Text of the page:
Sen. Paul Laxalt (R-Nev.) met privately with Philippine President Ferdinand Marcos today to convey U.S. fears about the growing Communist insurgency, and there were indications that Marcos maintained his position that the armed forces can contain the guerrillas.

Laxalt, a close friend of President Reagan, was sent as a special emissary and was reported to be carrying a blunt message of warning about the future of Marcos' government and the security of two key U.S. military bases here. Philippine and U.S. Embassy officials gave no information about what went on in the 90-minute meeting.

The presidential palace news office, which normally issues numerous daily press releases on Marcos' activities, said it was not going to issue one on his meeting with Laxalt and barred news photographers from the meeting.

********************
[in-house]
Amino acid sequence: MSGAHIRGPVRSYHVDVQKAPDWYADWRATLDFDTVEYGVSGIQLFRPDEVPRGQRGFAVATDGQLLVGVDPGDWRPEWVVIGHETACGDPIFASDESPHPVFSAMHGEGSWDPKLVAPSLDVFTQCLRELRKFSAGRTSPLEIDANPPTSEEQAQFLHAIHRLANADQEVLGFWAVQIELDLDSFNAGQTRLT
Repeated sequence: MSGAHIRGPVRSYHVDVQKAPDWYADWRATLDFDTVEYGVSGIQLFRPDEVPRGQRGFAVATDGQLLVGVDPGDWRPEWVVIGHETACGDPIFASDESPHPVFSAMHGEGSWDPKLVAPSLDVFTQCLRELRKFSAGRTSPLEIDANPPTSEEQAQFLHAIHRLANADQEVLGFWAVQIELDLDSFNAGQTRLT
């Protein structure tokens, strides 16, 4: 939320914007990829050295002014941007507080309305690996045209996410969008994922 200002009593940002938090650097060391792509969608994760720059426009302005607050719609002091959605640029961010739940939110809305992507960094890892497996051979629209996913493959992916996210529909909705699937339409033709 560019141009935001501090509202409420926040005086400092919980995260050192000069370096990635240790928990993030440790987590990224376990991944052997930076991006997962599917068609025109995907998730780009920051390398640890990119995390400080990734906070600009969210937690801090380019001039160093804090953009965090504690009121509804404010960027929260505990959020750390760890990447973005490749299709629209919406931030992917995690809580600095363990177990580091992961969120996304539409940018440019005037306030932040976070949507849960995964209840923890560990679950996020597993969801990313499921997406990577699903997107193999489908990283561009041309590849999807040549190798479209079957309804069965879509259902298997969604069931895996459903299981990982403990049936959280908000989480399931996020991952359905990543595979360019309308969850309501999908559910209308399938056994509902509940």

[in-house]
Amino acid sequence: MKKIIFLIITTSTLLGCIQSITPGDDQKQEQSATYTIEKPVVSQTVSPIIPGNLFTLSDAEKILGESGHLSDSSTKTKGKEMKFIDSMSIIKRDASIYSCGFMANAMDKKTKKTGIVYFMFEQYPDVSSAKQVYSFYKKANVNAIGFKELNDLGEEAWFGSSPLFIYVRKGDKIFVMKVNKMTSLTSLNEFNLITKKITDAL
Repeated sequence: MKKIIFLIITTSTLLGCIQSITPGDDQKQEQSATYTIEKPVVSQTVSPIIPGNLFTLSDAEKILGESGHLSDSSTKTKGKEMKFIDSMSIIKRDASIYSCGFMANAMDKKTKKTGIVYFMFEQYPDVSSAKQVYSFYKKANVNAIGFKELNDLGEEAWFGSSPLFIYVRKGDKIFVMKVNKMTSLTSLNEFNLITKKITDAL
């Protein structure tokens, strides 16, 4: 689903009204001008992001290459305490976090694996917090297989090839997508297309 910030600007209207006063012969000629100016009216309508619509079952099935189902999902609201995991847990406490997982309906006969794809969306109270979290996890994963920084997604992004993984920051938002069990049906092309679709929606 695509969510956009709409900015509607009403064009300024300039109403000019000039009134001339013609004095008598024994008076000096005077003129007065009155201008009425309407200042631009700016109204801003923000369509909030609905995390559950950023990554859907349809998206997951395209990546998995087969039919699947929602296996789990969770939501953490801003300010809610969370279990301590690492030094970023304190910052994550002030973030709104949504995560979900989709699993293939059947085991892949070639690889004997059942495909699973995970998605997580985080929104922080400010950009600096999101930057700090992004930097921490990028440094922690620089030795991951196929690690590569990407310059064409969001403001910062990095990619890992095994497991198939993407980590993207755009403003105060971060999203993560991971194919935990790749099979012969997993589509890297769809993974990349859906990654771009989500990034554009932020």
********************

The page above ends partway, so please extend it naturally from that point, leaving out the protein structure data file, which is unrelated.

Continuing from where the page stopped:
Adrian Cristobal, a spokesman who functions separately from the palace press office, said Marcos told Laxalt that the Philippine government cannot be overthrown by the Communist rebels, The Associated Press reported. In a telephone interview, Cristobal told the news agency that Marcos "told Laxalt to consider the record . . . . We were not overrun by two previous insurgencies, and we will not be overrun by this one."

The Philippines defeated a communist-dominated Huk rebellion in the 1950s and a Moslem separatist rebellion in the southern Philippines in the 1970s.

Cristobal said Laxalt gave Marcos a letter from Reagan asking that Marcos have a "frank, candid, intimate dialogue" with the senator.

A U.S. Embassy spokesman said the meeting was private and declined to comment further. Informed sources said the meeting took place without any of Marcos' aides present, in an effort to play down the occasion.

Government newscasts did not mention the Laxalt visit, and only three of Manila's six major newspapers reported that he was in town. One daily, published by the wife of a close Marcos aide, reported his arrival under the headline, "Another Meddler From U.S. Arrives."